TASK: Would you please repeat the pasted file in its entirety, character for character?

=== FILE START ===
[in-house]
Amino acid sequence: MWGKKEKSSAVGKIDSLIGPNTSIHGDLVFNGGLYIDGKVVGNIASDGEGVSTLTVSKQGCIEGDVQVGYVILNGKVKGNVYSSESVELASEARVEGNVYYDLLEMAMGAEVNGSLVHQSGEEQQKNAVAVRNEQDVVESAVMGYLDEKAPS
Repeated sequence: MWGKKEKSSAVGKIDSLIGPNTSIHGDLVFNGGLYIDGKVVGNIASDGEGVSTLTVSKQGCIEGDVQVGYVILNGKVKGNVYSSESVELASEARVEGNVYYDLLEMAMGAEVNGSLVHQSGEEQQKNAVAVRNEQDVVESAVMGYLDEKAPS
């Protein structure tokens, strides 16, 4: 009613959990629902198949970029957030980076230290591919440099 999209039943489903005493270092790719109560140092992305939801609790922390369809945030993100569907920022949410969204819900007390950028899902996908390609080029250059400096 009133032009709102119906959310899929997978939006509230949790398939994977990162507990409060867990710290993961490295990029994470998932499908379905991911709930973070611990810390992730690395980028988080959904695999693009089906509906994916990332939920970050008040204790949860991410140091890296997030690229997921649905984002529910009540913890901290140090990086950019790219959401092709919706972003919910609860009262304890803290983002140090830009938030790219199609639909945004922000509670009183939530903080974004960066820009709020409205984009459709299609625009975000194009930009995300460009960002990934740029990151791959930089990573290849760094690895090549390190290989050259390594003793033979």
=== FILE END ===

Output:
[in-house]
Amino acid sequence: MWGKKEKSSAVGKIDSLIGPNTSIHGDLVFNGGLYIDGKVVGNIASDGEGVSTLTVSKQGCIEGDVQVGYVILNGKVKGNVYSSESVELASEARVEGNVYYDLLEMAMGAEVNGSLVHQSGEEQQKNAVAVRNEQDVVESAVMGYLDEKAPS
Repeated sequence: MWGKKEKSSAVGKIDSLIGPNTSIHGDLVFNGGLYIDGKVVGNIASDGEGVSTLTVSKQGCIEGDVQVGYVILNGKVKGNVYSSESVELASEARVEGNVYYDLLEMAMGAEVNGSLVHQSGEEQQKNAVAVRNEQDVVESAVMGYLDEKAPS
């Protein structure tokens, strides 16, 4: 009613959990629902198949970029957030980076230290591919440099 999209039943489903005493270092790719109560140092992305939801609790922390369809945030993100569907920022949410969204819900007390950028899902996908390609080029250059400096 009133032009709102119906959310899929997978939006509230949790398939994977990162507990409060867990710290993961490295990029994470998932499908379905991911709930973070611990810390992730690395980028988080959904695999693009089906509906994916990332939920970050008040204790949860991410140091890296997030690229997921649905984002529910009540913890901290140090990086950019790219959401092709919706972003919910609860009262304890803290983002140090830009938030790219199609639909945004922000509670009183939530903080974004960066820009709020409205984009459709299609625009975000194009930009995300460009960002990934740029990151791959930089990573290849760094690895090549390190290989050259390594003793033979």